The router of all evil: more than just default passwords and silly scripts

Thursday 5 October 11:30 - 12:00, Green room

Himanshu Anand (Symantec)
Chastine Menrige (Symantec)

In the last couple of years, we have seen a few highly sophisticated router attacks and malware, the most famous of which are the Cisco exploit (CVE-2016-6366), found among the data dump released by the Shadow Brokers hacking group, and the zero-day exploit in networking devices that took down the Italian Hacking Team.

While working on router exploits and malware, we came across some very interesting router malware and malicious firmware. This paper will look at two case studies:

  • The Netgear router attack (CVE-2016-6277) and the analysis of malicious firmware associated with it, which was flashed remotely, as well as the use of the Firmware Mod Kit (FMK) for the development of malicious firmware.

  • Shellshock exploitation (CVE-2014-6277, CVE-2014-6278, CVE-2014-7169, CVE-2014-7186 and CVE-2014-7187), which was used to compromise routers and infect them with .ELF malware, as well as infect them using Perl-based IRC bots.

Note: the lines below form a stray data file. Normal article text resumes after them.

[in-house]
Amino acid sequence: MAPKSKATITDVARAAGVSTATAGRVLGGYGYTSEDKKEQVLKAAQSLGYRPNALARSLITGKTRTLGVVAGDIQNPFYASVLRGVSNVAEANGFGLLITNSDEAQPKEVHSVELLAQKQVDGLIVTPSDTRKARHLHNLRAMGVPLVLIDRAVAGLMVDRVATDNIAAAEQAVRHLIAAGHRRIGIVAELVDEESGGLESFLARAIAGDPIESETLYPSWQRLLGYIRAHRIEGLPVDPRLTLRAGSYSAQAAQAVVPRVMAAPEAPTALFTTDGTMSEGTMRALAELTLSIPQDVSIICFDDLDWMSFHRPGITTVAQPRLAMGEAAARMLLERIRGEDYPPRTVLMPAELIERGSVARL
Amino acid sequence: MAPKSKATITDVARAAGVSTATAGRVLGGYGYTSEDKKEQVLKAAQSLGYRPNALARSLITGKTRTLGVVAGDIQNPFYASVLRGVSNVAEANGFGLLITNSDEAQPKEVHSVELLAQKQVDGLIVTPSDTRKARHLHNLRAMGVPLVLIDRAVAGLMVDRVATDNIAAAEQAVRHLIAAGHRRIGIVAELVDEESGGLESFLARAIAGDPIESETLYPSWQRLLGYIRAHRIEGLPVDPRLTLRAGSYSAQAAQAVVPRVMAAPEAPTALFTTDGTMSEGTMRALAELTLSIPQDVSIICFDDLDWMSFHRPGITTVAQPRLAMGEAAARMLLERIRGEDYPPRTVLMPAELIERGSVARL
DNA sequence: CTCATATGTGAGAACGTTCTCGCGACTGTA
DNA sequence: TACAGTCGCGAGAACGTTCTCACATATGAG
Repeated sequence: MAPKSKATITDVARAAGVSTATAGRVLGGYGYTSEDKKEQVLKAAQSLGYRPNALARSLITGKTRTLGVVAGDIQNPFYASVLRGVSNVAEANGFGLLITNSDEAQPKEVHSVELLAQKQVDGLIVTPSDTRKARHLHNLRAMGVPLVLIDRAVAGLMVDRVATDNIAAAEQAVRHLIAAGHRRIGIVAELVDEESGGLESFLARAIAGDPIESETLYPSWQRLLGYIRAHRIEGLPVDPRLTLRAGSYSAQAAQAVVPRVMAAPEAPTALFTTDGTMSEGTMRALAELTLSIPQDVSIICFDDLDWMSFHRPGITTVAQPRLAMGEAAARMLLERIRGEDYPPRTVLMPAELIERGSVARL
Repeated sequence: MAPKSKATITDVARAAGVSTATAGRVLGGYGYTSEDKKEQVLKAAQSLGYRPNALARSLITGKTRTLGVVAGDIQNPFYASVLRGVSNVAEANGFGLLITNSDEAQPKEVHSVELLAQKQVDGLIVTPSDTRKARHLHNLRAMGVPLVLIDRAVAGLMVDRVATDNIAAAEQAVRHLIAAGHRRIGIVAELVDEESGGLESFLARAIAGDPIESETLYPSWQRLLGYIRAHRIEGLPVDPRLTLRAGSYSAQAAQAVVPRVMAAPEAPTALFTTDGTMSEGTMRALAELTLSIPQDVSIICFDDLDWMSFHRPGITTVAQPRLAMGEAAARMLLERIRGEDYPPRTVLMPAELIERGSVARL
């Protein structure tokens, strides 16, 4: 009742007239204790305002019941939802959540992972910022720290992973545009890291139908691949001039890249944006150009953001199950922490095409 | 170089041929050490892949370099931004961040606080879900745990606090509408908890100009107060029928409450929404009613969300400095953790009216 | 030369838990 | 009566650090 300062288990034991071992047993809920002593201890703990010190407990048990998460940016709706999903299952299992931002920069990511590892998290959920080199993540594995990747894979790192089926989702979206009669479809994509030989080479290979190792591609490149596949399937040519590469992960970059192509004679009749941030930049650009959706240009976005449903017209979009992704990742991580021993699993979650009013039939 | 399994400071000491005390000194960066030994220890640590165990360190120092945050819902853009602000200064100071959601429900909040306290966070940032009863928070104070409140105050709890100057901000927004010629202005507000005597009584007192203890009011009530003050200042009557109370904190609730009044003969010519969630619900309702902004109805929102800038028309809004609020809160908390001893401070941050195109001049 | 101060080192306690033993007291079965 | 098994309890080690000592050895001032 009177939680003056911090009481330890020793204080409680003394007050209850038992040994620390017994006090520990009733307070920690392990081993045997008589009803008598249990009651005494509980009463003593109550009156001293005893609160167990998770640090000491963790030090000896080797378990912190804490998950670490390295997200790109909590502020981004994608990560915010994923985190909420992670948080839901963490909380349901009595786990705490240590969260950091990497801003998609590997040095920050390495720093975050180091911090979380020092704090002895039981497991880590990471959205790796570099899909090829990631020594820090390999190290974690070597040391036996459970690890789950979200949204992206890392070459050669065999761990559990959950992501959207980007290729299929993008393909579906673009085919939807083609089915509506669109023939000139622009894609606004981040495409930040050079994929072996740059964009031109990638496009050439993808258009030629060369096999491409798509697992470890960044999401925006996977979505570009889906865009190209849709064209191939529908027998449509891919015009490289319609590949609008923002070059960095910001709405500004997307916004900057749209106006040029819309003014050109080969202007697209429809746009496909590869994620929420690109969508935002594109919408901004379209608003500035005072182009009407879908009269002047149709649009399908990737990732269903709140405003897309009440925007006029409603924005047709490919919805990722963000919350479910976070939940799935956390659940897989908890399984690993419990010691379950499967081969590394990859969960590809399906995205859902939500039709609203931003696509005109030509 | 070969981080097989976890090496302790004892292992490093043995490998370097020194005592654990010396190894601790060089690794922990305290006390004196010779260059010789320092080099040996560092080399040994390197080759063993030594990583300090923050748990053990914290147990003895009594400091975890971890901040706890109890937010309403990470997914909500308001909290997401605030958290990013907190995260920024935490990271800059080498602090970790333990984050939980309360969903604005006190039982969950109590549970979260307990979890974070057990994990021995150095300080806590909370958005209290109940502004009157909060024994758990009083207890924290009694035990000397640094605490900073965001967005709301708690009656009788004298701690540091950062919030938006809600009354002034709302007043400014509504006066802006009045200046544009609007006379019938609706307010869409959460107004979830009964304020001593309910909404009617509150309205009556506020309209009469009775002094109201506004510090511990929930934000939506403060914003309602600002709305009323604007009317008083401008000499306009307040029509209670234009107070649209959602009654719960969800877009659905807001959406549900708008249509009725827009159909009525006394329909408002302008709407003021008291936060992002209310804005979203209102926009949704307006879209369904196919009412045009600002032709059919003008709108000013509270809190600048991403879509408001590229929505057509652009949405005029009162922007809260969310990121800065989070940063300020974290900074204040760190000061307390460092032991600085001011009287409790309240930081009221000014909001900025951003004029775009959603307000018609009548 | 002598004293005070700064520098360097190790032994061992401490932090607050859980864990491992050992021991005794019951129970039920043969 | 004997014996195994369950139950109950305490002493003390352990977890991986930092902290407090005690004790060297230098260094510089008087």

This paper will discuss the objectives of Internet of Things (IoT) malware which are primarily associated with distributed denial of service (DDoS) attacks and information stealers. A few such attacks involved man-in-the-middle (MitM) threats and Domain Name System (DNS) changers. The paper will also discuss the future of router exploits, how attackers can exploit networks, and how such attacks could be very dangerous for both corporate and home users.




Himanshu Anand

Himanshu Anand has been working with Symantec since 2013 as a security response engineer with the Intrusion Prevision/Detection System (IPS/IDS) team. He is the founding member of Linux User Group-Jaipur and one of the first students of Malware Must Die (MMD). His research areas of interest include exploit writing and analysis, fuzzing, and hardware hacking. Last year he presented at VB2016.




Chastine Menrige

Chastine Menrige has over 10 years of experience in threat research. Currently, she is working at Symantec Corporation as a network analysis engineer, dealing with network threats related to ransomwares and APT attacks and providing IPS detections to prevent and mitigate these attacks. Last year, she presented at VB2016.

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